Congress of September 2-8, 1867, Lausanne
Seventy-one delegates from Great Britain, France, Germany, Belgium, Italy and Switzerland attended the second Congress. Dupont, Eccarius, Carter, and Lessner represented the General Council. In addition, there were two British delegates, Walton and Daniel Swan, two Italian, one Belgian, de Paepe, six Germans, including Kugelmann, Ludwig Büchner, and F. A. Lange, eighteen French including Tolain, Chémalé, Charles Longuet, and Aubry, and thirty-eight Swiss.

In what was perhaps the most important decision, the Congress called for the collective ownership of banks and the means of transport. Marx did not attend the Lausanne conference as he was putting the finishing touches on Das Kapital.

Shortly after the Lausanne conference the League of Peace and Freedom, with Bakunin present, met in Geneva. Earlier, at Lausanne, the gathered members of the International had ignored the General Council's advice and resolved officially to participate in the League of Peace and Freedom's Congress.

Congress of September 6-15, 1868, Brussels
There were ninety-nine delegates: eighteen from France including Tolain, Murat, Pindy, Aubry, and Charles Longuet; five from Germany, including Moritz Hess; two from Italy; one from Spain; seven from Switzerland, including Perron and J. P. Becker; five from Britain; six from the General Council (Eccarius, Shaw, Lucraft, Jung, Lessner, and Cowell Stepney); and the remaining fifty-five were Belgians includinf De Paepe and Professor Hins. (Stekloff)

The Congress passed a resolution calling for the collectivization of land as well as of mines, quarries, forests and means of communication. "A majority of the delegates who voted for collective property at the Brussels Congress envisaged as their ultimate aim its decentralized control, under workers' co-operatives, such as was advocated by César de Paepe, who had provided the initiative leading to the Brussels debate." (Stafford, 1971, p. 9.)

Congress refused to accept the League of Peace and Freedom into the International.

Paul Robin's "integral education" paper was adopted as policy of the International.

In addition a long resolution against war was passed.

It was reported that in Britain there were 230 branches of the International, with 95,000 members. The Austrian branches amounted to 13,350 persons.

In July 1868 Bakunin became a member of the Geneva section of the International after resigining from the "League for Peace and Freedom" at its Bern conference. (Guillaume.) Fanelli, at Bakunin's request, travels to Spain to organize sections of the International. On September 25, 1868 Bakunin founded the International Alliance of Socialist Democracy. His "secret brootherhood dissolved in January 1869.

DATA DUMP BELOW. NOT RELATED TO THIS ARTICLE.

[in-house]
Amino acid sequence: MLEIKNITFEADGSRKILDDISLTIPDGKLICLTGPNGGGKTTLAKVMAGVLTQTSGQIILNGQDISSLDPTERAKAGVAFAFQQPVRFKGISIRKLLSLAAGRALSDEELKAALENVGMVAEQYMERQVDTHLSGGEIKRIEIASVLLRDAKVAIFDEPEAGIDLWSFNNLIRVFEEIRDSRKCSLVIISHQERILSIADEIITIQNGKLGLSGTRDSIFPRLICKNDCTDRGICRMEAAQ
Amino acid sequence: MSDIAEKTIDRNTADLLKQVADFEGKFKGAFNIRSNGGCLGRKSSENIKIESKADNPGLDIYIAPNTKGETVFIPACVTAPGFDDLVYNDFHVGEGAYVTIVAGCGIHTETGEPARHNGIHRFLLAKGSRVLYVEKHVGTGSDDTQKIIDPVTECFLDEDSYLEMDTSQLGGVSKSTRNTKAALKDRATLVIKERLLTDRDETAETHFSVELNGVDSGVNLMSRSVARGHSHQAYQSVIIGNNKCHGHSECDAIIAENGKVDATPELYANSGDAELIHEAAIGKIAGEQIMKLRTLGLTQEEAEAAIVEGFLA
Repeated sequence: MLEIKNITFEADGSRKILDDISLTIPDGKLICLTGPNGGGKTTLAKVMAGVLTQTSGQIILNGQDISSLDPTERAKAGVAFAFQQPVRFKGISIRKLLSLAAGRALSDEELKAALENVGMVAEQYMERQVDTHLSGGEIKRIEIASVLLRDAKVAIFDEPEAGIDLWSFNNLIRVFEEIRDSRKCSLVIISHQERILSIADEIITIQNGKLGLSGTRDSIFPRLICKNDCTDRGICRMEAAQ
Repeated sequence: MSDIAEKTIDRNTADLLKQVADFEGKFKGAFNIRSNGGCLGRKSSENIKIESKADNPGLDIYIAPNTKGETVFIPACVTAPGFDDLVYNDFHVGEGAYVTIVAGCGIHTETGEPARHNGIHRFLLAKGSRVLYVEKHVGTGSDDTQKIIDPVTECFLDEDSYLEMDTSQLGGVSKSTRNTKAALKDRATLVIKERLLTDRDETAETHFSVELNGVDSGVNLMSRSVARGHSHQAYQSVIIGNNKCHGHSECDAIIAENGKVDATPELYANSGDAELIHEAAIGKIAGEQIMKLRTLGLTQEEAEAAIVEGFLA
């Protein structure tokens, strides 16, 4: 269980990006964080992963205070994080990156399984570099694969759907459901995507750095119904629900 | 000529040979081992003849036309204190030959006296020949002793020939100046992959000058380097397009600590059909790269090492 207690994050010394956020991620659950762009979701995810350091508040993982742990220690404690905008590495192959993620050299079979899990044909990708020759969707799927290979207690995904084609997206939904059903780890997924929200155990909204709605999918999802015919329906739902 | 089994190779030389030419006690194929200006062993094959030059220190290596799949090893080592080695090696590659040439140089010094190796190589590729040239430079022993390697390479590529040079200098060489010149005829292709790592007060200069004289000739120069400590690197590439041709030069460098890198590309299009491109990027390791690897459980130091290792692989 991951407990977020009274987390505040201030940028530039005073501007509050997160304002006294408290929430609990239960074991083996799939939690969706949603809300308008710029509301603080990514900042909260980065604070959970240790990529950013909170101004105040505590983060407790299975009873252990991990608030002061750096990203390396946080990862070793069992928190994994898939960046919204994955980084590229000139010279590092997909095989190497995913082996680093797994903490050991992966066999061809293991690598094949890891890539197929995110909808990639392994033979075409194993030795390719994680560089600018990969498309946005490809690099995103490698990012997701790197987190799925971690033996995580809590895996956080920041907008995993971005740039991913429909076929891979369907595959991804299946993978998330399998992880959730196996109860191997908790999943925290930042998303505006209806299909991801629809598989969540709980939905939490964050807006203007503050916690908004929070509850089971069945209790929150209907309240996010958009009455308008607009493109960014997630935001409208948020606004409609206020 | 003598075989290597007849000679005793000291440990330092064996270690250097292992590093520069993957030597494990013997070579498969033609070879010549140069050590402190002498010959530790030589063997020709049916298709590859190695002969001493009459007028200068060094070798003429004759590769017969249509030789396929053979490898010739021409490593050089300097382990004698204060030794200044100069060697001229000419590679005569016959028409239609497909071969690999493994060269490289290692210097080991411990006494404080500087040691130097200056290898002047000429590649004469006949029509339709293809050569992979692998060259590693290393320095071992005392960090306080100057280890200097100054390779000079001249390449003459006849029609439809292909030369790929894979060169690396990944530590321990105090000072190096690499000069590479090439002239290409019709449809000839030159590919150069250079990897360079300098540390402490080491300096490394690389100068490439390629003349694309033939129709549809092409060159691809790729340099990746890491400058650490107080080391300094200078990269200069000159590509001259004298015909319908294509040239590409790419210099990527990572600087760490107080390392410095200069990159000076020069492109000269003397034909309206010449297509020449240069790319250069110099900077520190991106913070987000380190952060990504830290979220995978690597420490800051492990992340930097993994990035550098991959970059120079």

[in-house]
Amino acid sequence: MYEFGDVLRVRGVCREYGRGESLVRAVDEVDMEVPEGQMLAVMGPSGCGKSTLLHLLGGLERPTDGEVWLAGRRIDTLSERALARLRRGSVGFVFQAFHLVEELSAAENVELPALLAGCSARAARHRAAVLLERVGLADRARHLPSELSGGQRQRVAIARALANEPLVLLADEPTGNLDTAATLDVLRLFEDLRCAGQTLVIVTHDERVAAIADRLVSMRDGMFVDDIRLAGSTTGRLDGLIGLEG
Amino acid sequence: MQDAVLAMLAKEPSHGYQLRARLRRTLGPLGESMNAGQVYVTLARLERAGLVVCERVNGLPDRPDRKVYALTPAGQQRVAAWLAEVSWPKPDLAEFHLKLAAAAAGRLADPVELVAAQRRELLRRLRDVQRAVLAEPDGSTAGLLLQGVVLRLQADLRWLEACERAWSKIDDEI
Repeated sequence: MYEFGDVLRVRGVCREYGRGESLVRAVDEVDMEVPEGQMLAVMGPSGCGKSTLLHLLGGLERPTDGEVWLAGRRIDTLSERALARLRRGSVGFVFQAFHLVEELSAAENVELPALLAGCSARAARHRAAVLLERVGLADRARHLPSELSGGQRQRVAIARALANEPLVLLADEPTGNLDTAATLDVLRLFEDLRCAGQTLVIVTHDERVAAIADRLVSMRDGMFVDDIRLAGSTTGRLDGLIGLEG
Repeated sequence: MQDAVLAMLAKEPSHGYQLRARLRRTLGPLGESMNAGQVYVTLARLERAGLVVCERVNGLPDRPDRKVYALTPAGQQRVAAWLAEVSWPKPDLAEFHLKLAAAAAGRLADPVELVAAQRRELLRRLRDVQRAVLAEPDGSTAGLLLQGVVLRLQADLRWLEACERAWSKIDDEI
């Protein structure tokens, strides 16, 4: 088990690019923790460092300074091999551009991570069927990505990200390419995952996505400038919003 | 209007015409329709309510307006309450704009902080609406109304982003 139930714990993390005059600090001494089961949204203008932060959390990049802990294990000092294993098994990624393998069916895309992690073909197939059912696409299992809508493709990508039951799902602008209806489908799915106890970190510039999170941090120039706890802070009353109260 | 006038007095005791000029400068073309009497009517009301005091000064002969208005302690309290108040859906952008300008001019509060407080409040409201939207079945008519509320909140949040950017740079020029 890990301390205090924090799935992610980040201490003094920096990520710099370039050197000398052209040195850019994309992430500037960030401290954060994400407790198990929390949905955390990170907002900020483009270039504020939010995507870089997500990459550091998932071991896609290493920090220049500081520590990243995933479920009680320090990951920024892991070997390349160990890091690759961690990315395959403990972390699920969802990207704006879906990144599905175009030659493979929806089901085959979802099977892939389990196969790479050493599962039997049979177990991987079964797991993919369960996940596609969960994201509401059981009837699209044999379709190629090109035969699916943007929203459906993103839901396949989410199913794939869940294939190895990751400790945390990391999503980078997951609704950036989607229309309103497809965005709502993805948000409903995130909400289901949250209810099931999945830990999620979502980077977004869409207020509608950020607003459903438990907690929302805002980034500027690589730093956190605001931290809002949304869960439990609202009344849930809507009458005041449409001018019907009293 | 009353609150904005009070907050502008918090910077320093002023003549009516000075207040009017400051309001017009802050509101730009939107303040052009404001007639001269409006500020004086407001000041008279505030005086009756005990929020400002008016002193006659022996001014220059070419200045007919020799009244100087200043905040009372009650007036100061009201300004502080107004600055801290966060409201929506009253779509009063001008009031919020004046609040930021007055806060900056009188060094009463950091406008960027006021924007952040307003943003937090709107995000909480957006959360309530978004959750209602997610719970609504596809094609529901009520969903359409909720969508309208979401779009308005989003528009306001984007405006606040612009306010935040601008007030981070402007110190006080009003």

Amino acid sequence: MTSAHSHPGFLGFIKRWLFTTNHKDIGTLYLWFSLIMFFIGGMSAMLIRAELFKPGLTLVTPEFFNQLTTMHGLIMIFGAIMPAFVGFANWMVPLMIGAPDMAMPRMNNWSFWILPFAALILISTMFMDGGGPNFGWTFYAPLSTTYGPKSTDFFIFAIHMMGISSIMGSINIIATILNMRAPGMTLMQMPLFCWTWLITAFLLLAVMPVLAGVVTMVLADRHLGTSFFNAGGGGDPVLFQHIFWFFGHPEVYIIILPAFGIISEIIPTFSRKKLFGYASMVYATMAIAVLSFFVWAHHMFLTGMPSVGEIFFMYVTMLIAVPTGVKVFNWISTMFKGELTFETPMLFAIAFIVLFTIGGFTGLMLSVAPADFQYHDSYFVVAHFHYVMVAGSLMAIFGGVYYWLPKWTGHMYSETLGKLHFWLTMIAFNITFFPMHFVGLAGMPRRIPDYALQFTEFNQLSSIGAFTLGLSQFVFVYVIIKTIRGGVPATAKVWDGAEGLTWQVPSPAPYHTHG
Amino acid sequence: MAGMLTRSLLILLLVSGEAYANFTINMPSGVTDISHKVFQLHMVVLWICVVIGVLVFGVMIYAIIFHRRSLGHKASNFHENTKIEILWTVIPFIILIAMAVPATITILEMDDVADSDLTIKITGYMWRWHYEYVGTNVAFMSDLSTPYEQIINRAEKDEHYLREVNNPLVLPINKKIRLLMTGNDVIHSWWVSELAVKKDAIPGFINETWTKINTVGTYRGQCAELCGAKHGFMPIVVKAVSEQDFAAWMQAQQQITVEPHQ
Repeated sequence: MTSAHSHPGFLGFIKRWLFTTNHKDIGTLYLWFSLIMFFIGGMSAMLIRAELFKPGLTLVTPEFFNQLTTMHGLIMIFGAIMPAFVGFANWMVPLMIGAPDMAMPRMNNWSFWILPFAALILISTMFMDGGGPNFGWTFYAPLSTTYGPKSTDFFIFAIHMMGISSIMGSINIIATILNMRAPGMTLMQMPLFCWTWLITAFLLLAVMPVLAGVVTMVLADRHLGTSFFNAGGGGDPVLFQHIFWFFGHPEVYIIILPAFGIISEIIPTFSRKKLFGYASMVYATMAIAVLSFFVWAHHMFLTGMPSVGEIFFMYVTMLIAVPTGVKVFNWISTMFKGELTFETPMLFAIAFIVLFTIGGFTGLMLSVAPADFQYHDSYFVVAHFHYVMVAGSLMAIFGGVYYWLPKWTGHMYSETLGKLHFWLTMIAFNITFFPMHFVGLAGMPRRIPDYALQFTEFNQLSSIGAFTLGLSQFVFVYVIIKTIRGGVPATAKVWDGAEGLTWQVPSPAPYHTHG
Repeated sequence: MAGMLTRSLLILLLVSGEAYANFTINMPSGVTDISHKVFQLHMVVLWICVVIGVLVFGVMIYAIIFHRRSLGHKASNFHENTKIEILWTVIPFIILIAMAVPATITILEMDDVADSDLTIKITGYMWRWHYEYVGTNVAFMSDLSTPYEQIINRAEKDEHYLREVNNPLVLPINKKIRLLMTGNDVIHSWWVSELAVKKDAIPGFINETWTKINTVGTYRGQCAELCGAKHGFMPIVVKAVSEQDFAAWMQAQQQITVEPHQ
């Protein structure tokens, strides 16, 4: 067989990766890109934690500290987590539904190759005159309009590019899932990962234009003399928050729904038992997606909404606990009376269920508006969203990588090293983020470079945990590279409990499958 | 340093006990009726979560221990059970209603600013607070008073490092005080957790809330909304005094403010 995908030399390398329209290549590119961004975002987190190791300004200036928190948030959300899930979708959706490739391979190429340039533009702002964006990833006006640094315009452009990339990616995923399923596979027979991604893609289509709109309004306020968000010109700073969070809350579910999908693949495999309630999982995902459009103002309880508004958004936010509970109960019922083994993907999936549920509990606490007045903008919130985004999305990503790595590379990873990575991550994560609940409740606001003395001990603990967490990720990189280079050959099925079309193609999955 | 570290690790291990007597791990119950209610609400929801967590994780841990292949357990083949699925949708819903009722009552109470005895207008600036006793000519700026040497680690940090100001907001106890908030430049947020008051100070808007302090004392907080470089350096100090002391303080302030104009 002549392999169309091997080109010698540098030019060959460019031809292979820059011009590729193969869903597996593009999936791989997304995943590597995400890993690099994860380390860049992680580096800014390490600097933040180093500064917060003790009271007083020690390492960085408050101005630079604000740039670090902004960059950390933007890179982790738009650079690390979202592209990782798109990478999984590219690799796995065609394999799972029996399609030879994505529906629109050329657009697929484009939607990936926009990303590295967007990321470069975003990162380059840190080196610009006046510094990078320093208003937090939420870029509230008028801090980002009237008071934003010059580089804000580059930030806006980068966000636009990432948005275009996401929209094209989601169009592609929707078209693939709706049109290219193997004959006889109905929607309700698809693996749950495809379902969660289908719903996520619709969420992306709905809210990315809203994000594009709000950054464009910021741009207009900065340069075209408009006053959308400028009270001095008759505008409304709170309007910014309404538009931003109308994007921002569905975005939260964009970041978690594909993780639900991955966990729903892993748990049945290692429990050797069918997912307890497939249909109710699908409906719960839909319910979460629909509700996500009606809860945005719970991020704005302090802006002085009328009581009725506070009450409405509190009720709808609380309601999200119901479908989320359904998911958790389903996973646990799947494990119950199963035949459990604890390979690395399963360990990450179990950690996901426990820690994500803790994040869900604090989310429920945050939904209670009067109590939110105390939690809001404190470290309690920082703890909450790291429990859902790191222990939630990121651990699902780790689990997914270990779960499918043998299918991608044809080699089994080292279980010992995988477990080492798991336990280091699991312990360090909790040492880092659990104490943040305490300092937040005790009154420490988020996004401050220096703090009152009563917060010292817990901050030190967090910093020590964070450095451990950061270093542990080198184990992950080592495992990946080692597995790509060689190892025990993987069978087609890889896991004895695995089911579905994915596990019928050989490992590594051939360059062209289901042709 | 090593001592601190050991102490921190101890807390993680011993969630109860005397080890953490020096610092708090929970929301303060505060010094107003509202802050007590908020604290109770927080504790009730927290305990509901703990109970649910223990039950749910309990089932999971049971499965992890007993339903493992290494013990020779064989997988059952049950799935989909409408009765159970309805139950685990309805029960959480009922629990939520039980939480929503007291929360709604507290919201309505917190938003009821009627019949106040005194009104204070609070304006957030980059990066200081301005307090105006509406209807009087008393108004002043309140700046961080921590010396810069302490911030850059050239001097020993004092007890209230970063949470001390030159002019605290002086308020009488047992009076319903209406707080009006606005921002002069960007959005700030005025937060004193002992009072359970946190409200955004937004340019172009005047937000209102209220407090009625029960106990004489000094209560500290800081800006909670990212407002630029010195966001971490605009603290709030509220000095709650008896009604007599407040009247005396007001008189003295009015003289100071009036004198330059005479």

Congress of January 1869, Geneva
Founding of French-Speaking Swiss Federation, the Fédération Romande.

L'Egalité became its official publication.

Congress of September 6-12, 1869, Basel
Attended by Bakunin, but not Marx. After the General Council refused to admit Bakunin's Alliance as an organization, upon consultation with the members, the Alliance was dissolved and in July 1869 the General Council had admitted the group as a simple section of the International based in Geneva. At the Basel Congress Bakunin succeeded in getting a motion accepted for the abolition of private property. Bakunin also voted in favor of strengthening the General Council's authority with regard to disobedient sections. (Meijer, p. 76.) During the congress, Liebknecht spread the rumor that Bakunin was a Russian spy.

Seventy-five delegates attended: "from Great Britain, the 6 members of the General Council, Applegarth, Eccarius, Cowell Stepney, Lessner, Lucraft, and Jung; from France, which sent 26 delegates, among whom we may mention Dereure, Landrin, Chémalé, Murat, Aubry, Tolain, A. Richard, Palix, Varlin, and Bakunin: Belgium sent 5 delegates, among whom were Hins, Brismée, and De Paepe; Austria 2 delegates, Neumayer and Oberwinder; Germany sent 10 delegates, among whom were Becker, Liebknecht, Rittinghausen, and Hess; Switzerland had 22 representatives, among whom were Burkly, Greulich, Fritz Robert, Guillaume, Schwitzguébel, and Perret; Italy sent but one delegate, Caporusso; from Spain there came Farga-Pellicer and Sentinon; and the United States of America was represented by Cameron. Jung was elected chairman of the congress." (Stekloff)

The following resolutions were passed: (1) "The Congress declares that society is entitled to abolish individual ownership of the soil and to make the land communal property. (2) "It declares, further, that it is essential to-day that the land should become communal property." Another resolution, backed by Bakunin, passed calling for the abolition of the right of inheritance.

Congress of April 1870, La Chaux-de-Fonds
Second annual meeting of the Fédération Romande. Split emerges between supporters and critics of the London General Council. The General Council did not recognize the majority, led by James Guillaume.

Because of their support for the Jura Federation, Bakunin and Guillaume were expelled from the International at the Hague Congress.

Conference of September 17-23, 1871, London
Because of the Franco-Prussian War official Congresses could not be held in 1870 and 1871. Nevertheless in 1871 a conference was held in London from the 17th to the 23rd of September. The Bakuninists were virtually absent due to arrests and travel restrictions. There were only 23 delegates present, including six from Belgium, two from Switzerland and one from Spain. The meeting backed the minority in Geneva which was in conflict with the majority Juraissieene section, strengthened the General Council's authority over sections, and endorsed a commitment to political action. In addition, the conference prohibited the use of any sectarian names such as Positivists, Mutualists, Collectivists and Communists. Utin was also charged with writing a pamphlet to expose Bakunin. This conference marked Marx's attempt to commit the IWMA to his principles: "...the Conference of London [was] under the firm control of Marx [and] committed the International to the doctrine of the need for the working class to capture political power." (Stafford, 1971, p. 11-12.) The resolutions passed met with opposition and condemnation by most of the "Latin" federations.